"...the Imagination (or love, or sympathy, or any other sentiment) induces knowledge, and knowledge of an 'object' which is proper to it..."
Henry Corbin (1903-1978) was a scholar, philosopher and theologian. He was a champion of the transformative power of the Imagination and of the transcendent reality of the individual in a world threatened by totalitarianisms of all kinds. One of the 20th century’s most prolific scholars of Islamic mysticism, Corbin was Professor of Islam & Islamic Philosophy at the Sorbonne in Paris and at the University of Teheran. He was a major figure at the Eranos Conferences in Switzerland. He introduced the concept of the mundus imaginalis into contemporary thought. His work has provided a foundation for archetypal psychology as developed by James Hillman and influenced countless poets and artists worldwide. But Corbin’s central project was to provide a framework for understanding the unity of the religions of the Book: Judaism, Christianity and Islam. His great work Alone with the Alone: Creative Imagination in the Sufism of Ibn ‘Arabi is a classic initiatory text of visionary spirituality that transcends the tragic divisions among the three great monotheisms. Corbin’s life was devoted to the struggle to free the religious imagination from fundamentalisms of every kind. His work marks a watershed in our understanding of the religions of the West and makes a profound contribution to the study of the place of the imagination in human life.

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Wednesday, December 1, 2010

The Role of the Grail in Henry Corbin's Thought - Online Audio

I am delighted to announce that this superb lecture by Dr. John Carey can now be heard online at the Temenos Academy website here. The lecture has been presented in London and in Oxford. All students of Corbin will find it of the greatest interest. Carey's scholarship is first rate, and his analysis most penetrating.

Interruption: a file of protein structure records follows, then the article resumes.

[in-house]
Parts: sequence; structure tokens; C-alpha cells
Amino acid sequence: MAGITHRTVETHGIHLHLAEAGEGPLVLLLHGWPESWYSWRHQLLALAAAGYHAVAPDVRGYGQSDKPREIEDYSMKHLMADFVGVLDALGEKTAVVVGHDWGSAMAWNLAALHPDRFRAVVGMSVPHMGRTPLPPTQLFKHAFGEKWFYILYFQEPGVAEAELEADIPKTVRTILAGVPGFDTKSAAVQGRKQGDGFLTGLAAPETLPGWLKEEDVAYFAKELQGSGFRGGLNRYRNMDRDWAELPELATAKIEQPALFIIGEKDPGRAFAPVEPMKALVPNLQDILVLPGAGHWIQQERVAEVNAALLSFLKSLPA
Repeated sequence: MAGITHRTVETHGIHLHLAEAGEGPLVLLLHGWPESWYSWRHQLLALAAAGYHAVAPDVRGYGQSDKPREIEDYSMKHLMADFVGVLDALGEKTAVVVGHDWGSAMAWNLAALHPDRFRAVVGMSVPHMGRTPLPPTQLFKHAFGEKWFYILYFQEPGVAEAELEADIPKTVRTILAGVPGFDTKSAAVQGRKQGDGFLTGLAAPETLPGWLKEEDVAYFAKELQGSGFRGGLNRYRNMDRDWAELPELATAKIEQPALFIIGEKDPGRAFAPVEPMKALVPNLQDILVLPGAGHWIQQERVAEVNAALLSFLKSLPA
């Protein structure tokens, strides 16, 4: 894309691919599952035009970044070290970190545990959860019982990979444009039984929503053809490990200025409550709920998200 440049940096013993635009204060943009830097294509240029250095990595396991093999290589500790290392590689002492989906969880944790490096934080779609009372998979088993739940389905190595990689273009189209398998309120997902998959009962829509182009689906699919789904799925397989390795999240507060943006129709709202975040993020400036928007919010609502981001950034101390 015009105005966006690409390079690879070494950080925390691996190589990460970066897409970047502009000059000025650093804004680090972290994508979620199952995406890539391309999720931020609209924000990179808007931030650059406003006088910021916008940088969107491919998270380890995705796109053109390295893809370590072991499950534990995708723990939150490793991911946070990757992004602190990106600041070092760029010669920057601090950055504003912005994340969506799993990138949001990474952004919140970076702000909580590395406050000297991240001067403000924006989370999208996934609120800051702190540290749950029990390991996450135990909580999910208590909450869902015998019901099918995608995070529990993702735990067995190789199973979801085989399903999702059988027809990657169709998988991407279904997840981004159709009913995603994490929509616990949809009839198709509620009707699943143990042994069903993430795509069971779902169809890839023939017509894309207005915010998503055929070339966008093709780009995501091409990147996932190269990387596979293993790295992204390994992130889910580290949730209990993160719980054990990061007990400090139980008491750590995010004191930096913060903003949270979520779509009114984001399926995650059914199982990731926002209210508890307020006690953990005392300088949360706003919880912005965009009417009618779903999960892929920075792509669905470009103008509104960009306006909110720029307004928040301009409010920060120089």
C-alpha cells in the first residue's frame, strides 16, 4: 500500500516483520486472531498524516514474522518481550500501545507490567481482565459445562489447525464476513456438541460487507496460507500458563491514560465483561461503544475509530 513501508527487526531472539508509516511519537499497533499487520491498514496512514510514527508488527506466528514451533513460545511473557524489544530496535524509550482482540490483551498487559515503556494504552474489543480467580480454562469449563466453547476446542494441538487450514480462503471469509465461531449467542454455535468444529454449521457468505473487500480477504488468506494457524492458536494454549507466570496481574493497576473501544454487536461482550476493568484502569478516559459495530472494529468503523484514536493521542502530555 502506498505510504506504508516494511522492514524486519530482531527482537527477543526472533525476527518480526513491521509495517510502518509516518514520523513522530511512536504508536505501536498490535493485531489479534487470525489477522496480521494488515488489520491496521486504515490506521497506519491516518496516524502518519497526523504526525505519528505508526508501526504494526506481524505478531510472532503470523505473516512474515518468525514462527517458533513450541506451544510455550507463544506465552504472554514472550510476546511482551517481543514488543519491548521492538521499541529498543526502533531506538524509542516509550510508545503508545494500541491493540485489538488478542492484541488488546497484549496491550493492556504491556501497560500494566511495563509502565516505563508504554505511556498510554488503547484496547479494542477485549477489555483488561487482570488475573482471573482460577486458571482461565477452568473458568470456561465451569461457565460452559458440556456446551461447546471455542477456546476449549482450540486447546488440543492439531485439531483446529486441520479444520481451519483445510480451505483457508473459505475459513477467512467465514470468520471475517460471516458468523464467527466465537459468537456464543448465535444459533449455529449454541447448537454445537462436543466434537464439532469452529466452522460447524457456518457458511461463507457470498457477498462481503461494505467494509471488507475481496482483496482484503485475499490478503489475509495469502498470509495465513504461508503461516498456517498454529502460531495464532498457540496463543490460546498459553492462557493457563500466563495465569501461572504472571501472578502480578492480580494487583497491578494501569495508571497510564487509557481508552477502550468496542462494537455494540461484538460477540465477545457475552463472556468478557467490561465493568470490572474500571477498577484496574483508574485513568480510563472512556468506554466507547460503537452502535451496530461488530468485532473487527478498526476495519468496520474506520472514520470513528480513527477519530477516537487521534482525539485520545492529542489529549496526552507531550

The Role of the Grail in Henry Corbin's Thought

"Henry Corbin, one of the twentieth century's greatest scholars of the inspired Imagination, is best known for his studies of Shi'ite and Sufi spirituality; but his dedication to that dimension of reality which he called the mundus imaginalis led him to explore many other traditions as well. One theme which particularly captured his imagination was the image of the Grail. This lecture will look at what the Grail was for Corbin: at the versions of the story to which he refers, at the contexts in which he speaks of it, and at the hints of what he may have believed its essential significance to be."

John Carey is a Statutory Lecturer in the Department of Early and Medieval Irish, University College, Cork, Ireland, and a Fellow of the Temenos Academy. His publications include King of Mysteries: Early Irish Religious Writings, A Single Ray of the Sun: Religious Speculation in Early Ireland, and Ireland and the Grail. A love of Arthurian legend drew him into Celtic studies early in life and has never left him.

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